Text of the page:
12:04 p.m. ET: Stocks cut gains after Pompeo says Hong Kong is no longer autonomous from China
Here were the main moves in markets, as of 12:04 p.m. ET:
S&P 500 (^GSPC): +6.65 points (+0.22%) to 2,998.97
Dow (^DJI): +250.11 points (+1.00%) to 25,245.22
Nasdaq (^IXIC): -75.98 points (-0.81%) to 9,263.87
Crude (CL=F): -$1.58 (-4.6%) to $32.77 a barrel
Gold (GC=F): -$8.90 (-0.52%) to $1,696.70 per ounce
10-year Treasury (^TNX): -0.2 bps to yield 0.677%
11:38 a.m. ET: Pompeo says Hong Kong ‘no long autonomous from China’
Secretary of State Mike Pompeo said Hong Kong no longer maintained its autonomy, “given facts on the ground,” he said in a Twitter post Wednesday morning.
“Hong Kong does not continue to warrant treatment under United States laws in the same manner as U.S. laws were applied to Hong Kong before July 1997,” Pompeo said in a statement, according to multiple media reports. “No reasonable person can assert today that Hong Kong maintains a high degree of autonomy from China, given facts on the ground.”
10:00 a.m. ET: Richmond Fed Manufacturing index recovers from record low in May
The Richmond Federal Reserve’s regional manufacturing index rose from a record low of -53 in April to a better than expected reading of -27 in May. Consensus economists expected the index, which tracks regional manufacturing activity, to hold lower at -40 for the month.
Still, May’s reading marked the lowest level since 2009.
“All three components — shipments, new orders and employment — were above their April readings but still in contractionary territory,” the Richmond Fed said in a statement. “The index for local business conditions was also negative, but contacts expected conditions to improve in the next six months.”
”Many survey participants reported decreases in employment and the average workweek in May,” it added. “However, the indexes for wages and the availability of workers with the necessary skills were both close to 0. Respondents expected to see increases in both wages and available skills in the coming months.”
9:32 a.m. ET: Stocks open higher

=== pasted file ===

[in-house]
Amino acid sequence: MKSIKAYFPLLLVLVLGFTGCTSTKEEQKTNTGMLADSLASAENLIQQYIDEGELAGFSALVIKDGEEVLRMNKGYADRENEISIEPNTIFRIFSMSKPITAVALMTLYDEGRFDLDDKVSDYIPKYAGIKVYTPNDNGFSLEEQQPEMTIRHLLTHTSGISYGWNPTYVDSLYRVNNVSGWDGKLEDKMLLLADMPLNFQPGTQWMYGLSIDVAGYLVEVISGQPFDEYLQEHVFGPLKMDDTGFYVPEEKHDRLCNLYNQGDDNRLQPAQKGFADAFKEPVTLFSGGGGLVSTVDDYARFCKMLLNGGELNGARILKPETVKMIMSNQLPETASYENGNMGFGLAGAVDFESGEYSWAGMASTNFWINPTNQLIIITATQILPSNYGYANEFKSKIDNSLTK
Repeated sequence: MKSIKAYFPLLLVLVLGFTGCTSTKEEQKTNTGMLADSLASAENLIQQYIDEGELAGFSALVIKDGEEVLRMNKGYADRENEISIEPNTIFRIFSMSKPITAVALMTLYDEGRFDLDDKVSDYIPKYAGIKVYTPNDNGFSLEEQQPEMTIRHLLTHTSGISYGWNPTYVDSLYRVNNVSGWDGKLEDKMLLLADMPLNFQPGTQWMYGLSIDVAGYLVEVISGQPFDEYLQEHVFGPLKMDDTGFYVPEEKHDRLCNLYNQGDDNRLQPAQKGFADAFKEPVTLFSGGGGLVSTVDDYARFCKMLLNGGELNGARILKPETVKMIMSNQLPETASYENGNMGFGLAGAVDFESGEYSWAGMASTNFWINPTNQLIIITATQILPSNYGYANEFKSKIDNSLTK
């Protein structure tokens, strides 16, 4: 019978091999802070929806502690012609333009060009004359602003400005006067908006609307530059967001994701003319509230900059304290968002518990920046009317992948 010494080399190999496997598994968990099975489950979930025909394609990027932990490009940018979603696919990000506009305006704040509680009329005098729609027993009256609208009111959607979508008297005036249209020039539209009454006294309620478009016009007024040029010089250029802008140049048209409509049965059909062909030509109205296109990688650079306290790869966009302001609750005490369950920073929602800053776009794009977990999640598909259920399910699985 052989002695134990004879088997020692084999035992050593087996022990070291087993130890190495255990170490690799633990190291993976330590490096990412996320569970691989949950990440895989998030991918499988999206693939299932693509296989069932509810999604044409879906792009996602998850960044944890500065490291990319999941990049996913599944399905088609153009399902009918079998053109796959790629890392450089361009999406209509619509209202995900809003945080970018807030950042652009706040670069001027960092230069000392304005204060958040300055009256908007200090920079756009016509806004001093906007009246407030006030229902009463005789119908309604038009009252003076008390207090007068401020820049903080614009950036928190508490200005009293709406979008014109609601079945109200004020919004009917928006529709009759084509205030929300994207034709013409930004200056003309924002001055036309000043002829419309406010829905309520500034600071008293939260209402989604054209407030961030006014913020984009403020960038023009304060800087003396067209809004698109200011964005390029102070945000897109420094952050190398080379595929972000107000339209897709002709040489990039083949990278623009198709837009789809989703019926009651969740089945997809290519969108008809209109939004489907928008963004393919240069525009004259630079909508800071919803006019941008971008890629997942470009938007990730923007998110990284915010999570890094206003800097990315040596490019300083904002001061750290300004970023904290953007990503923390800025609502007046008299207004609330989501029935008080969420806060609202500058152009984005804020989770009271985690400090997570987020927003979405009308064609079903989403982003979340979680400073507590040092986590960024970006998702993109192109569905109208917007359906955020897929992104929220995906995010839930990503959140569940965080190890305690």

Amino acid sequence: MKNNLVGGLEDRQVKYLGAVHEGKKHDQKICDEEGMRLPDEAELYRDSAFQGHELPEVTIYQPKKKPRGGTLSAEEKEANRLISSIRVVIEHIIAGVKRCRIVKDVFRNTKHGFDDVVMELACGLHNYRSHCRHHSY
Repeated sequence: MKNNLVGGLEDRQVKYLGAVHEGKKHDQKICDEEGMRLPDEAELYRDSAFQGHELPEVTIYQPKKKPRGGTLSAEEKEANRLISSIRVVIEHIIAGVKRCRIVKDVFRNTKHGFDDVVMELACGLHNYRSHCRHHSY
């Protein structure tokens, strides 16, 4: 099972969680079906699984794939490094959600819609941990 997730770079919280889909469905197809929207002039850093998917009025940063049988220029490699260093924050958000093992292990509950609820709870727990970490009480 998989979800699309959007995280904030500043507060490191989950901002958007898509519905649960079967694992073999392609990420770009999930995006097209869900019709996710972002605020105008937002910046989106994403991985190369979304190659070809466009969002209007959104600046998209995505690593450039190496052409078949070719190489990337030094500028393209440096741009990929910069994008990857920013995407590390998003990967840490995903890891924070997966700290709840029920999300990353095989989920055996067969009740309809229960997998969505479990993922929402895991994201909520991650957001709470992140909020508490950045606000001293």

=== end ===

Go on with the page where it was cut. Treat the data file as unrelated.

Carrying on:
Here were the main moves in markets, as of 9:32 a.m. ET:
S&P 500 (^GSPC): +28.5 points (+0.95%) to 3,020.27
Dow (^DJI): +321.08 points (+1.28%) to 25,316.19
Nasdaq (^IXIC): +21.46 points (+0.2%) to 9,358.59
Crude (CL=F): -$0.80 (-2.33%) to $33.55 a barrel
Gold (GC=F): -$18.50 (-1.08%) to $1,687.10 per ounce
10-year Treasury (^TNX): +0.2 bps to yield 0.7%
7:27 a.m. ET Wednesday: Stock futures add to gains
Here were the main moves in markets as of 7:27 a.m. ET:
S&P 500 futures (ES=F): 3,026.75, up 32.35 points (+1.08%)
Dow futures (YM=F): 25,345.00, up 343 points (+1.37%)
Nasdaq futures (NQ=F): 9,451.25, up 44.75 points (+0.48%)
Crude (CL=F): -$0.48 (-1.4%) to $33.81 a barrel
Gold (GC=F): -$8.30 (-0.49%) to $1,697.30 per ounce
10-year Treasury (^TNX): +2 bps to yield 0.718%
7:27 a.m. ET Wednesday: Mortgages for home purchases rise for sixth straight week
An index tracking mortgage applications for home purchases rose 9% over last week for the week ending May 22, seasonally adjusted, the Mortgage Bankers Association said in its weekly report Wednesday. This marked the sixth straight advance for the index, and a jump of 54% since early April, when the coronavirus pandemic and social distancing measures were at their peak and led to a slu,p in housing market activity. The unadjusted index for purchases also rose 9% versus the same period last year.
“The home purchase market continued its path to recovery as various states reopen, leading to more buyers resuming their home search,” Joel Kan, MBA’s associate vice president of economic and industry forecasting, said in a statement.
An index tracking refinances declined 0.2% from the previous week, but was still 176% higher from the same week a year ago. Taken together, the composite index tracking both refinances and purchases rose 2.7%, seasonally adjusted, from a week earlier.
6:05 p.m. ET Tuesday: Stock futures open little changed
Here were the main moves at the start of the overnight session for U.S. equity futures, as of 6:05 p.m. ET:
S&P 500 futures (ES=F): 2,992.25, down 2.25 points (-0.08%)
Dow futures (YM=F): 24,993.00, down 9 points (-0.04%)
Nasdaq futures (NQ=F): 9,407.25, up 0.75 points (+0.01%)